Sunday, September 18, 2016

John Chantler - Which Way To Leave? [Room40 Promo]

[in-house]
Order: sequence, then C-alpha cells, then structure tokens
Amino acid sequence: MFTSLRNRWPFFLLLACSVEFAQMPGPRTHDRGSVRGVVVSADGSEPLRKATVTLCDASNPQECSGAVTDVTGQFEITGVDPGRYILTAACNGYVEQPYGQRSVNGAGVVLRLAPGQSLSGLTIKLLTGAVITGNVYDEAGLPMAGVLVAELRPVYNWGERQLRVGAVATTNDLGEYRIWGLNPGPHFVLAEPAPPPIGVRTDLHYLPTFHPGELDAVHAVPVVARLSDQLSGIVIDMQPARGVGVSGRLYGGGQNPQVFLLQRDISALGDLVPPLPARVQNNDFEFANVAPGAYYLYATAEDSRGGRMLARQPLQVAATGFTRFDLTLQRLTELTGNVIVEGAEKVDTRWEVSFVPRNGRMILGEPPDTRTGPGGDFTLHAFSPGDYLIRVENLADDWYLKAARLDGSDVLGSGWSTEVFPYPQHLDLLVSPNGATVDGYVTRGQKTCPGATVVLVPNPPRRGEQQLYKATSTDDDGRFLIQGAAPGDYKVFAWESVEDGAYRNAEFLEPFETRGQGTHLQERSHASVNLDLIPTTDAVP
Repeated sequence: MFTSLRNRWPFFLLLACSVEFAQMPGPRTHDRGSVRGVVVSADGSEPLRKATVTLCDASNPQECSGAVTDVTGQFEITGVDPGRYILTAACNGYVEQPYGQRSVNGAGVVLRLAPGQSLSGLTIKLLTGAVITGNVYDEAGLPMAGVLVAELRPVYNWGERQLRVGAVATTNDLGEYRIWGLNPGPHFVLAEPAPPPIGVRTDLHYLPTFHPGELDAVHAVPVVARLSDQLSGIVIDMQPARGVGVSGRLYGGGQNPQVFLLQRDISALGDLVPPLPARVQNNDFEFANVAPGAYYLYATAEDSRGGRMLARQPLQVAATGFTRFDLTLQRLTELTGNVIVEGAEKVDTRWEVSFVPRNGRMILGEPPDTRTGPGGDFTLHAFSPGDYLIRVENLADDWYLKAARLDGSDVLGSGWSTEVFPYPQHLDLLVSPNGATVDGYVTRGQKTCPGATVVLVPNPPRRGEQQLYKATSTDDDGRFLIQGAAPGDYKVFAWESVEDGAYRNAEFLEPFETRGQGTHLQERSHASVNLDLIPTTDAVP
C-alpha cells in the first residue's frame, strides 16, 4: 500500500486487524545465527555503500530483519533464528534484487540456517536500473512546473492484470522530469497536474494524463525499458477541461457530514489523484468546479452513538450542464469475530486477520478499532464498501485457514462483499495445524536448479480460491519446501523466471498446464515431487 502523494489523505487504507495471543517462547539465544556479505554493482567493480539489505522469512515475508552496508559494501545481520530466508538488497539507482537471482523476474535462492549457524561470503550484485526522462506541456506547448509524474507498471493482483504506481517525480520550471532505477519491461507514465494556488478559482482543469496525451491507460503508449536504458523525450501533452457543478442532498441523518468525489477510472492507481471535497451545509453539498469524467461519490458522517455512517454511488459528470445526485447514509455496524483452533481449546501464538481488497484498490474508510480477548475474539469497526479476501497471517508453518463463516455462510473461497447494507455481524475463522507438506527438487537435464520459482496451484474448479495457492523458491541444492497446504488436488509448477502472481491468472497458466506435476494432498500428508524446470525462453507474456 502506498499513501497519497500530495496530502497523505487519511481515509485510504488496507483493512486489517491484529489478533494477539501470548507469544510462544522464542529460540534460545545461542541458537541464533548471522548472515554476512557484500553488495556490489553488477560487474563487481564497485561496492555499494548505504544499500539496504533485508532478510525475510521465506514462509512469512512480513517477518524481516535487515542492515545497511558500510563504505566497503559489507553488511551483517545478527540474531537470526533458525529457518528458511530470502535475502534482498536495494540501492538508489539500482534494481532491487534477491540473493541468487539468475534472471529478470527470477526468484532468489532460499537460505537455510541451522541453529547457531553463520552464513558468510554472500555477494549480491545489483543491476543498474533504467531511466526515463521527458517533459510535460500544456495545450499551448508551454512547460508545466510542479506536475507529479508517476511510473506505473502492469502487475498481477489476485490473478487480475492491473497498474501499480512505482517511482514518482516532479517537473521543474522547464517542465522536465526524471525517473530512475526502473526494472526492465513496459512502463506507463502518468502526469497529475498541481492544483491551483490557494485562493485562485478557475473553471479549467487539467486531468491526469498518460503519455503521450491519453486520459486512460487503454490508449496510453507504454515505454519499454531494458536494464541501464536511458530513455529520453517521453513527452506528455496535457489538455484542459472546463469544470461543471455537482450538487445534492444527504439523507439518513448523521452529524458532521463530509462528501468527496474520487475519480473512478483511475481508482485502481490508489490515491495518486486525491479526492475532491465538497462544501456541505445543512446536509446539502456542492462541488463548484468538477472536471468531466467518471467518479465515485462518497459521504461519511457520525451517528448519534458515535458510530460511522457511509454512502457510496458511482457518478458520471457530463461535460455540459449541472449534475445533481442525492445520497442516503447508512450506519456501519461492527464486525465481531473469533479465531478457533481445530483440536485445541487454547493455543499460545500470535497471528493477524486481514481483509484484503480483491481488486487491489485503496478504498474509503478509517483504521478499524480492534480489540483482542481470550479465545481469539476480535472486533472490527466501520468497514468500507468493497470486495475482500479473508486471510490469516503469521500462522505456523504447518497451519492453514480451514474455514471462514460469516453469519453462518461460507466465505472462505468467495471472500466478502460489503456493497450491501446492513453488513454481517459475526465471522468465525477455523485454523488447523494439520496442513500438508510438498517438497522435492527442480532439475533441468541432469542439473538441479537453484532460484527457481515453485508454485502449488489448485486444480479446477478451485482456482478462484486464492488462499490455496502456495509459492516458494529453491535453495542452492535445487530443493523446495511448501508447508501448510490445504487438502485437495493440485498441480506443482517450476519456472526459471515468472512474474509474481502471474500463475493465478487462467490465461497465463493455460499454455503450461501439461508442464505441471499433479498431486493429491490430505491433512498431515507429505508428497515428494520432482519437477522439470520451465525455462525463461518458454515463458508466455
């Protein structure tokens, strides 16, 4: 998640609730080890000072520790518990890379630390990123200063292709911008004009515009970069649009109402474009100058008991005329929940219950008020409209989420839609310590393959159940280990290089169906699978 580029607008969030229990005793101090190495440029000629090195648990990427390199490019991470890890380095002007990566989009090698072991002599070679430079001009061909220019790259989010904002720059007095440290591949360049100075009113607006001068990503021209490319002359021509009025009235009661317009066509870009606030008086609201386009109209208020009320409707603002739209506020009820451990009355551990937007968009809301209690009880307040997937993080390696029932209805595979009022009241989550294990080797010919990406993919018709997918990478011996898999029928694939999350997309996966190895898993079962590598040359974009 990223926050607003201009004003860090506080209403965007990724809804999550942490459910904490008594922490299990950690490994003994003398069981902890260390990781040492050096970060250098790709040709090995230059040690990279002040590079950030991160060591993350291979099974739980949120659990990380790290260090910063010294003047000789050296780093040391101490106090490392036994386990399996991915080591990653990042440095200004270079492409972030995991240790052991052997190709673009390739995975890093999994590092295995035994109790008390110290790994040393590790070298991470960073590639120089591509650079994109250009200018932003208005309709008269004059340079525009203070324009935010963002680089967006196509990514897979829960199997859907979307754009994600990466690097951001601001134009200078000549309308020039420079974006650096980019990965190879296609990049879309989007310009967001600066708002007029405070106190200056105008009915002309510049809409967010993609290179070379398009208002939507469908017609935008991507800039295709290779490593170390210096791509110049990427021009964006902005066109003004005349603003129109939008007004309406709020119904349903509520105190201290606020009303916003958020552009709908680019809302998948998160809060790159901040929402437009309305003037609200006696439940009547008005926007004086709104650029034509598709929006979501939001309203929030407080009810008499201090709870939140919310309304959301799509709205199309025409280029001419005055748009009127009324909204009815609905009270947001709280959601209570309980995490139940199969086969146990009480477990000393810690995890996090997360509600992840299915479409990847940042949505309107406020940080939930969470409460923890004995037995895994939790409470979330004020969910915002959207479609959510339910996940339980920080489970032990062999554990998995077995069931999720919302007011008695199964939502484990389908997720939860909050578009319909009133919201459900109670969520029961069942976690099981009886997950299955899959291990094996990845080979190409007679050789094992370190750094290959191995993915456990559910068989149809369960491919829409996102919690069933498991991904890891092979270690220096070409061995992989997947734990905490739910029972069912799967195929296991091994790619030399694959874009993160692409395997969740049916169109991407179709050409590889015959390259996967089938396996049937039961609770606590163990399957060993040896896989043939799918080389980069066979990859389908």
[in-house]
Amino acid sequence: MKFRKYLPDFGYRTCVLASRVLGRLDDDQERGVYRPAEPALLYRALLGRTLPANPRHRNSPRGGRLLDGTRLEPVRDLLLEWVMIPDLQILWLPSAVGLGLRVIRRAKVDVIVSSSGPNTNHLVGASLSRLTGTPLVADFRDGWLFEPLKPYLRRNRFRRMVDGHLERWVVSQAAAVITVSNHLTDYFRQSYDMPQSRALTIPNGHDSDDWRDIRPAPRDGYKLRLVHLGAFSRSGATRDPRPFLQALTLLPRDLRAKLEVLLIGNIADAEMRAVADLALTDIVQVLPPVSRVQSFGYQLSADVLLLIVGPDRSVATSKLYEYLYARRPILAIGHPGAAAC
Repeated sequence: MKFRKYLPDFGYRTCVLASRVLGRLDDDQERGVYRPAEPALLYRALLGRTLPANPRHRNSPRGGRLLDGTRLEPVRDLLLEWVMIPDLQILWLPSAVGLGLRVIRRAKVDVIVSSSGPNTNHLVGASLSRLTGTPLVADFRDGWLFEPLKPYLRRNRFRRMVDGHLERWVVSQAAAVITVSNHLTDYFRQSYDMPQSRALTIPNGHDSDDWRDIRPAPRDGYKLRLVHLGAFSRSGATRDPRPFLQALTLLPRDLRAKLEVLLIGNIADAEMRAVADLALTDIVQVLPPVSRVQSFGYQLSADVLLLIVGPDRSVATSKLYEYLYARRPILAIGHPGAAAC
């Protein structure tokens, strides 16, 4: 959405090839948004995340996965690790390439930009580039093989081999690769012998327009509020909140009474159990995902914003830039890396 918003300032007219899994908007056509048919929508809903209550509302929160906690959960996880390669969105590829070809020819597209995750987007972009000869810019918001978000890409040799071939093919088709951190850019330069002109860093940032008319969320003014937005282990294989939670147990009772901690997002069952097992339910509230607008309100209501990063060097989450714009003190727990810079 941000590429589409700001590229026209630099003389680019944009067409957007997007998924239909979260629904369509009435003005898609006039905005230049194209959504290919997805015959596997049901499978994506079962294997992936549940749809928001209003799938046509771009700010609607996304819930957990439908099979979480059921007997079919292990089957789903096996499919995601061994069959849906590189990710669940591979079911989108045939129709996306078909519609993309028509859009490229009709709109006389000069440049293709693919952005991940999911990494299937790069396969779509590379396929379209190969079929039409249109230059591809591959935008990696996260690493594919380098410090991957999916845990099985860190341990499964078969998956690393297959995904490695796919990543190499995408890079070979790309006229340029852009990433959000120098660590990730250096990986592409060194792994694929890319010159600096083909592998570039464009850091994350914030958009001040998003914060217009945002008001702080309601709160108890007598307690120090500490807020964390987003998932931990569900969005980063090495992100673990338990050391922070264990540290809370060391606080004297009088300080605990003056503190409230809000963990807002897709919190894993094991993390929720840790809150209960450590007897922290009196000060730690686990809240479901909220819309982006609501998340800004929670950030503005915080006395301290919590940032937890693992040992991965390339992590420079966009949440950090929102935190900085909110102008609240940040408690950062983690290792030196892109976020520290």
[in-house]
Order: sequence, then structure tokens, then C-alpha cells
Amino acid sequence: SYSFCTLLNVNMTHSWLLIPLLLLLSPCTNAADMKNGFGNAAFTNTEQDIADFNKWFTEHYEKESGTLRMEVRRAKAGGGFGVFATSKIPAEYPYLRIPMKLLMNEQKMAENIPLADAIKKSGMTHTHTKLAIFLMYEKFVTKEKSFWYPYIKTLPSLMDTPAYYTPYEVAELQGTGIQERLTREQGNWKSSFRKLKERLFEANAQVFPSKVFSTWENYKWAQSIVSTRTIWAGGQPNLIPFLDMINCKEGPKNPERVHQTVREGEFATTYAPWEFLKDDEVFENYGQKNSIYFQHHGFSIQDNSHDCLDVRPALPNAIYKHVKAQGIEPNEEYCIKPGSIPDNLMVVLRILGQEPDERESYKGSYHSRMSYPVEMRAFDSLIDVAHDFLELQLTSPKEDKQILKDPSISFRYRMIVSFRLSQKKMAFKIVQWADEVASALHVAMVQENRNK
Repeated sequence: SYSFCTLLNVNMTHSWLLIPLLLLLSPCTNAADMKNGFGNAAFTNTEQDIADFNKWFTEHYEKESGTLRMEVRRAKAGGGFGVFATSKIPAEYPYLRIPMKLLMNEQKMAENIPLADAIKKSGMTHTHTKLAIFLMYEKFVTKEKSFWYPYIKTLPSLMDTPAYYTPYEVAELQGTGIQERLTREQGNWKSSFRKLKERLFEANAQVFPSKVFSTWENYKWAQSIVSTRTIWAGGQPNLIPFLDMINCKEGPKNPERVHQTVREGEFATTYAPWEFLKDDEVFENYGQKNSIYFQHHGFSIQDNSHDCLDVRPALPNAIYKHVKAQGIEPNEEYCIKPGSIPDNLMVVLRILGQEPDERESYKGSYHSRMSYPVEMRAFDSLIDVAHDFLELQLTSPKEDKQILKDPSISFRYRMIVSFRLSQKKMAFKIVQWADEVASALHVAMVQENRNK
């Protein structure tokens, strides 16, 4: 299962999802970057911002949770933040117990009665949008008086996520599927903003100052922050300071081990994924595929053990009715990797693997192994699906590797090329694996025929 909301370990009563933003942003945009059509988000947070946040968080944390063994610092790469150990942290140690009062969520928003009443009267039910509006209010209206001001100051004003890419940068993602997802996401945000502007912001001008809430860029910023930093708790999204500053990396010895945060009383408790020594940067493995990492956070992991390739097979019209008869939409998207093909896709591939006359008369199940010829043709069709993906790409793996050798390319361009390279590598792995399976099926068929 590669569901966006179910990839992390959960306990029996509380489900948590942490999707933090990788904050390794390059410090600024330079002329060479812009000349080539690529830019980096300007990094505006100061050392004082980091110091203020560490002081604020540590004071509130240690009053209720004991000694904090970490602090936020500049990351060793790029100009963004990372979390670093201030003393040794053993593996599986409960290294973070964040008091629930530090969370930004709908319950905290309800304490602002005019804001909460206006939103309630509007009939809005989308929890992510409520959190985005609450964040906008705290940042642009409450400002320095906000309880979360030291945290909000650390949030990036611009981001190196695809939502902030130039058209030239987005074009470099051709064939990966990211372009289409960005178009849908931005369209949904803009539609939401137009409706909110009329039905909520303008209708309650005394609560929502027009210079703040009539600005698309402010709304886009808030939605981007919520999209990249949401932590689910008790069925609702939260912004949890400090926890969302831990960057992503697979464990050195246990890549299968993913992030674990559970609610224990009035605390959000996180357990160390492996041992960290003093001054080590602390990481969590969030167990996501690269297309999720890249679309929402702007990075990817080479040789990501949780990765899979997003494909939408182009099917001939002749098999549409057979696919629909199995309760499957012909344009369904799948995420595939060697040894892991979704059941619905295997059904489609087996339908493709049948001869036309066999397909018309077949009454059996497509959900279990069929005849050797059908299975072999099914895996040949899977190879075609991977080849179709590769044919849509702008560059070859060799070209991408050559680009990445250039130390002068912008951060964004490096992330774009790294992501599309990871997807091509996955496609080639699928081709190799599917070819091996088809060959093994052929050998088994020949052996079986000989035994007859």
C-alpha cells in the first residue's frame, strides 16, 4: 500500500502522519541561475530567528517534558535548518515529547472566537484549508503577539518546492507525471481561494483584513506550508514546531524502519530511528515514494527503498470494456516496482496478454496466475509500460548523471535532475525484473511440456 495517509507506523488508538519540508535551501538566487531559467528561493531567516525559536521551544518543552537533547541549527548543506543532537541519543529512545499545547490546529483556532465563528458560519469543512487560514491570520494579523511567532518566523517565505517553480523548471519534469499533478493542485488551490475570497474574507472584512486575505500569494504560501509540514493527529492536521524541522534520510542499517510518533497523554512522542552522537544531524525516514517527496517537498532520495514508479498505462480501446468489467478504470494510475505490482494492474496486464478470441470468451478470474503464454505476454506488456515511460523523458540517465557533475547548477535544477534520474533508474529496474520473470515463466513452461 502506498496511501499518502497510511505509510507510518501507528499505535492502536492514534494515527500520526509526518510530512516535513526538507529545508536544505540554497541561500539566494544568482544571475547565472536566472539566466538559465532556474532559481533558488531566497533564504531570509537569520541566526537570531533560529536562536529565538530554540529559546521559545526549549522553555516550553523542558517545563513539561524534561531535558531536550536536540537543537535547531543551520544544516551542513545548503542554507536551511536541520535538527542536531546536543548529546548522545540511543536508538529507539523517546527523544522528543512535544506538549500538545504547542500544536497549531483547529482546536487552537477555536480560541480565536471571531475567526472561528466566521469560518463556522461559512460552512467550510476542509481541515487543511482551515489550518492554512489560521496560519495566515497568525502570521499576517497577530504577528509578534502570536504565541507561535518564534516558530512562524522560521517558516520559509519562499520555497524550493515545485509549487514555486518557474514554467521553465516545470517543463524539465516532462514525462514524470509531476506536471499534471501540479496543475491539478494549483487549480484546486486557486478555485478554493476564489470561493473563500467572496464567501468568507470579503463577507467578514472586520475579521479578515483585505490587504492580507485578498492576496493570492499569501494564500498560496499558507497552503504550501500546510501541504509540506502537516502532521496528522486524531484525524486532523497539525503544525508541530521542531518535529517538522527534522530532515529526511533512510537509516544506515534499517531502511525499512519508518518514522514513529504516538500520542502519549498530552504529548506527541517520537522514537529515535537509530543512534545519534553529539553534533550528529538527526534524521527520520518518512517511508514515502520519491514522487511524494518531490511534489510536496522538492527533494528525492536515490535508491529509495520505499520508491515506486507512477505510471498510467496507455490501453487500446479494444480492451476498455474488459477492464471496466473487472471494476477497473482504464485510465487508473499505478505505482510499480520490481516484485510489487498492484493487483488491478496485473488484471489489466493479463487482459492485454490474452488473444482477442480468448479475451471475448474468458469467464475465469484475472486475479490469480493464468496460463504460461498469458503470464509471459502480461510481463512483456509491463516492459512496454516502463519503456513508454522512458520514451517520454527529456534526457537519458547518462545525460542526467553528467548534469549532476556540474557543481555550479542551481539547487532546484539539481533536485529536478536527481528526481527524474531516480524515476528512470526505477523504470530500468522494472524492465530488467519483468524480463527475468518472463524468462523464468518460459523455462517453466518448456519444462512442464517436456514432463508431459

Put on the circuit via the ever active Room40-imprint on August 26th, 2k16 is "Which Way To Leave?", the latest album effort created by Australian-born and now Sweden-based composer John Chantler who has been releasing experimental electronic music ever since the year 2000. With his most recent longplay piece Mr. Chantler explores the vast possibilities of melodic abstractions of a multilayered, distorted, yet not necessarily chaotic nature. Structured around a rhythmic but not beat-bound foundation of digital distortion and electric buzzing we'll come across a beautiful, alien array of yearning, crystalline synth melodies in the opening tune "Falling Forward",  enter a mixture of twisted, reprocessed found sounds and scientific soundcapes in "Two And Four" and are introduced to alienated Ambient in the short skit that is "Clearing". The "Fixation Pulse" takes us into toxic swamps found on planets in a galaxy far, far away and defo provides some dreamy, welcoming organo-distorted soundtrack'ish / score'esque qualities whilst the subsequent "Lesser Demands" fuses a strive for minimalistic soundscaping with sparse, resilient low frequency pulses of possibly modular or electro-acoustic origin. "All Visible Signs" however leads the listener towards inward looking ambientisms combined with ever busy, multilayered bleeps of computational operations executed in macrospace whereas the "First December" is, as the name might suggest, a slighty frosty affair and can surely be filed under the flag of Cold Ambient although incorporating some reprocessed elements of more organic origin for sure and evolving into something calm and truly cinematic throughout the course of a little over ten minutes before seamlessly progressing into the sequel which is the "Second December". Finally things are "Beginning Again" where "All Visible Signs" have left us - although on a way slower and more relaxed tempo the feel of unfamiliar machines processing data of unknown value remains and concludes an album pretty much interesting for followers of experimental music in general and collectors of sci-fi scores in particular although this one is not a score at all. 


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